These horrendous conditions along with no vet care and no regular grooming play a factor in the health of the puppy. The list of health issues a puppy from a battery farm for dogs can have is long and can include: kidney and heart disease, joint disorders, blood disorders, deafness, eye problems, shortened or missing limbs, respiratory disorders, matting, mange, mites, scars, nail overgrowth, missing teeth, fleas and ticks, and much more.

“They could face high insurance premiums – if they’ve had to claim on their insurance a lot for health problems – and also the financial implications of finding other expert help, such as a behaviourist,” Ockelford says.

Puppies brought up in a battery farm inevitably have issue with their behaviour such as: fear, trembling, shyness, aggression, anxiety, hoarding food or items, erratic sleeping patterns, and much more. Dog behaviourists in the UK can charge anything up to £40 or £50 per hour of training, which can also go up to £150 and £200 for a package deal.

Internet abuse

The impulse and enthusiasm, of perspective owners, to buy cute puppies is being highlighted by the huge number of potential owners going online to search for that, perfect, pup. Gumtree – the leading online marketplace for puppies – provided the RSPCA with figures to help highlight the risk and realities of buying puppies online.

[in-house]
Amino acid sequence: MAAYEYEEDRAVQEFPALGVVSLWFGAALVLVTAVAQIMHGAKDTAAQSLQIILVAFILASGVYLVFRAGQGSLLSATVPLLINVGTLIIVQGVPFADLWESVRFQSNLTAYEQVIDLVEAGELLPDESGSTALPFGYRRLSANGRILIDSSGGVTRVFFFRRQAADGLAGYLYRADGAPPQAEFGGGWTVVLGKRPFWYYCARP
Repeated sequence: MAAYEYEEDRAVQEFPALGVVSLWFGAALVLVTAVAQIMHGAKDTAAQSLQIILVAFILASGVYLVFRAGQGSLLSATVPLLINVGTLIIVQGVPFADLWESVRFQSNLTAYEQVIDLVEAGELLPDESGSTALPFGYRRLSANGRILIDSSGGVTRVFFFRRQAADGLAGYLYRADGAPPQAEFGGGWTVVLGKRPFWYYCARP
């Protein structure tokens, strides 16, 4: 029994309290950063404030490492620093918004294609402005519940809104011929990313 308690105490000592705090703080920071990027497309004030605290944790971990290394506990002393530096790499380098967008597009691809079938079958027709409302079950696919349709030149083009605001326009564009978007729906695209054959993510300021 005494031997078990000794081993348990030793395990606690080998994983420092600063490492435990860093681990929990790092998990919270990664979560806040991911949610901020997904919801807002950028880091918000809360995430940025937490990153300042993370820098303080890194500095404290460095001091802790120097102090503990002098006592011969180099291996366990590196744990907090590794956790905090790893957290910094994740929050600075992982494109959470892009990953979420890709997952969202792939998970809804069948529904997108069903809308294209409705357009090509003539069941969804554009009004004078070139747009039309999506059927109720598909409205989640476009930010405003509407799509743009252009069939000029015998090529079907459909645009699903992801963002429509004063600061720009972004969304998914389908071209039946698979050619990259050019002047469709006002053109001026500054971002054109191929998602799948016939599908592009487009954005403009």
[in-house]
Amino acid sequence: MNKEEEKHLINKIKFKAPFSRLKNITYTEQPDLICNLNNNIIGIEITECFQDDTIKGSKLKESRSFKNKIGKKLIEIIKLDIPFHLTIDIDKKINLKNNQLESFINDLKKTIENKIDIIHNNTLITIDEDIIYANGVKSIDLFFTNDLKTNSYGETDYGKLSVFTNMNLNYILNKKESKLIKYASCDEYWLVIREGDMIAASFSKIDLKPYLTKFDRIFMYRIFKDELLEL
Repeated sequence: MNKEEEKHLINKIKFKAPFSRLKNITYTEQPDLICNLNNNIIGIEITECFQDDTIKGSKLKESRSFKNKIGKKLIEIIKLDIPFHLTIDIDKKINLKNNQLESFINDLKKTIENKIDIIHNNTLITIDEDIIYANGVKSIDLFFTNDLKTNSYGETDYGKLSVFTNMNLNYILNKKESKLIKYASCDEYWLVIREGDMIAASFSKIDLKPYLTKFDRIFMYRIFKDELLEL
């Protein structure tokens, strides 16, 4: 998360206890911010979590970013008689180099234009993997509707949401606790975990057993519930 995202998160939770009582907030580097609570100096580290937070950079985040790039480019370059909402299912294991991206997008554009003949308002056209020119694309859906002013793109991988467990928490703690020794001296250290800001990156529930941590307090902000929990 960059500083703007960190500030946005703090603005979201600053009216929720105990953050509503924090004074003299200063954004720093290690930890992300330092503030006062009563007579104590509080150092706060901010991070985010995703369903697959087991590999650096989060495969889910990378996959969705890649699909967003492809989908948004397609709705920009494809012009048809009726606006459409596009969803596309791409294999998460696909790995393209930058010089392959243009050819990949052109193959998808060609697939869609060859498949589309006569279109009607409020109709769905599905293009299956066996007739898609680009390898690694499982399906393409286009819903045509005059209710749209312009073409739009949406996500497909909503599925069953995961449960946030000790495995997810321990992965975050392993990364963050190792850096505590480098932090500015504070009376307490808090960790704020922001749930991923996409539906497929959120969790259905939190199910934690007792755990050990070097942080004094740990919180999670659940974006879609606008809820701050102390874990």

In one month alone in 2017, there were 66,439 searches for French bulldogs on the site, with Labradors receiving 57,771 searches, Jack Russell’s 55,013 and Pugs 48,296. The company has seen a massive increase in the number of people buying, selling and rehoming dogs on the site, with figures up by 785% over the last decade.

The RSPCA’s Justine Williams told the Express that: “While classified websites, if used responsibly, can be an effective method of advertising for responsible breeders and rescue organisations, sadly, far too many people abuse the internet, and this has led to many animal welfare issues arising.

“The web provides the perfect marketplace for unscrupulous breeders and dealers to advertise puppies without arousing suspicion. And traders are finding clever and cunning ways to fool not only the buyers, but also the websites themselves.”

Amy Ockelfold of the RSPCA said, “We’d urge anyone thinking of getting a dog to consider rescuing instead of buying – the RSPCA has thousands of dogs in its care waiting for new homes: www.rspca.org.uk/findapet. If you are intent on buying a puppy, you should do lots of research and be extremely cautious when choosing a breeder. Visit the puppy more than once, see it with its mother, ask to see paperwork and ask lots of questions. Use the Puppy Contract for advice and guidance.”